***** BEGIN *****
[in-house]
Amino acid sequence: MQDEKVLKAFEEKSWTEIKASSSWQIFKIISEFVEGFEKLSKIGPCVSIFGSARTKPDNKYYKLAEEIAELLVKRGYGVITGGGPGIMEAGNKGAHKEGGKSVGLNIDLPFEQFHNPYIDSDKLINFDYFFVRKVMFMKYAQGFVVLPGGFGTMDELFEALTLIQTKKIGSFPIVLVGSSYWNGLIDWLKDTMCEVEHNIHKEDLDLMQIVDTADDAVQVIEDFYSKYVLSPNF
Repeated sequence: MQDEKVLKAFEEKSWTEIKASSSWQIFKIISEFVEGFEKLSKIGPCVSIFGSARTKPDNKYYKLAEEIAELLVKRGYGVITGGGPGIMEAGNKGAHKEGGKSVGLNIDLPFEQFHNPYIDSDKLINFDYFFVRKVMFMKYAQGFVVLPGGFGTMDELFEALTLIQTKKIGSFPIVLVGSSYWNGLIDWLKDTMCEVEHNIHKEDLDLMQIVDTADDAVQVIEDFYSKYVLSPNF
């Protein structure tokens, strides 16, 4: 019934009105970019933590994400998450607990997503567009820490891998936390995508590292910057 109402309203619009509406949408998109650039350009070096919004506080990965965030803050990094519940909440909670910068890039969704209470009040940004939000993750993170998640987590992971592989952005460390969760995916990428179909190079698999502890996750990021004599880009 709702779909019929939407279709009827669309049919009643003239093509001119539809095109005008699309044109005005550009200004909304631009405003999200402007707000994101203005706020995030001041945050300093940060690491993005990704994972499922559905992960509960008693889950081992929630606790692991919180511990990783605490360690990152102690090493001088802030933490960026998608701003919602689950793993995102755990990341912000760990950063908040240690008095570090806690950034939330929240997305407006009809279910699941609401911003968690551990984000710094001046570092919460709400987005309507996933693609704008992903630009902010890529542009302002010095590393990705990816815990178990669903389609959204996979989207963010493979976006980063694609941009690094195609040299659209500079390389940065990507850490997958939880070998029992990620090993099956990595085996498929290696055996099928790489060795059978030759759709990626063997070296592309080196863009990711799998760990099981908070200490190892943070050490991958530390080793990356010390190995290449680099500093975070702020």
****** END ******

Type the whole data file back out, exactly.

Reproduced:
[in-house]
Amino acid sequence: MQDEKVLKAFEEKSWTEIKASSSWQIFKIISEFVEGFEKLSKIGPCVSIFGSARTKPDNKYYKLAEEIAELLVKRGYGVITGGGPGIMEAGNKGAHKEGGKSVGLNIDLPFEQFHNPYIDSDKLINFDYFFVRKVMFMKYAQGFVVLPGGFGTMDELFEALTLIQTKKIGSFPIVLVGSSYWNGLIDWLKDTMCEVEHNIHKEDLDLMQIVDTADDAVQVIEDFYSKYVLSPNF
Repeated sequence: MQDEKVLKAFEEKSWTEIKASSSWQIFKIISEFVEGFEKLSKIGPCVSIFGSARTKPDNKYYKLAEEIAELLVKRGYGVITGGGPGIMEAGNKGAHKEGGKSVGLNIDLPFEQFHNPYIDSDKLINFDYFFVRKVMFMKYAQGFVVLPGGFGTMDELFEALTLIQTKKIGSFPIVLVGSSYWNGLIDWLKDTMCEVEHNIHKEDLDLMQIVDTADDAVQVIEDFYSKYVLSPNF
């Protein structure tokens, strides 16, 4: 019934009105970019933590994400998450607990997503567009820490891998936390995508590292910057 109402309203619009509406949408998109650039350009070096919004506080990965965030803050990094519940909440909670910068890039969704209470009040940004939000993750993170998640987590992971592989952005460390969760995916990428179909190079698999502890996750990021004599880009 709702779909019929939407279709009827669309049919009643003239093509001119539809095109005008699309044109005005550009200004909304631009405003999200402007707000994101203005706020995030001041945050300093940060690491993005990704994972499922559905992960509960008693889950081992929630606790692991919180511990990783605490360690990152102690090493001088802030933490960026998608701003919602689950793993995102755990990341912000760990950063908040240690008095570090806690950034939330929240997305407006009809279910699941609401911003968690551990984000710094001046570092919460709400987005309507996933693609704008992903630009902010890529542009302002010095590393990705990816815990178990669903389609959204996979989207963010493979976006980063694609941009690094195609040299659209500079390389940065990507850490997958939880070998029992990620090993099956990595085996498929290696055996099928790489060795059978030759759709990626063997070296592309080196863009990711799998760990099981908070200490190892943070050490991958530390080793990356010390190995290449680099500093975070702020």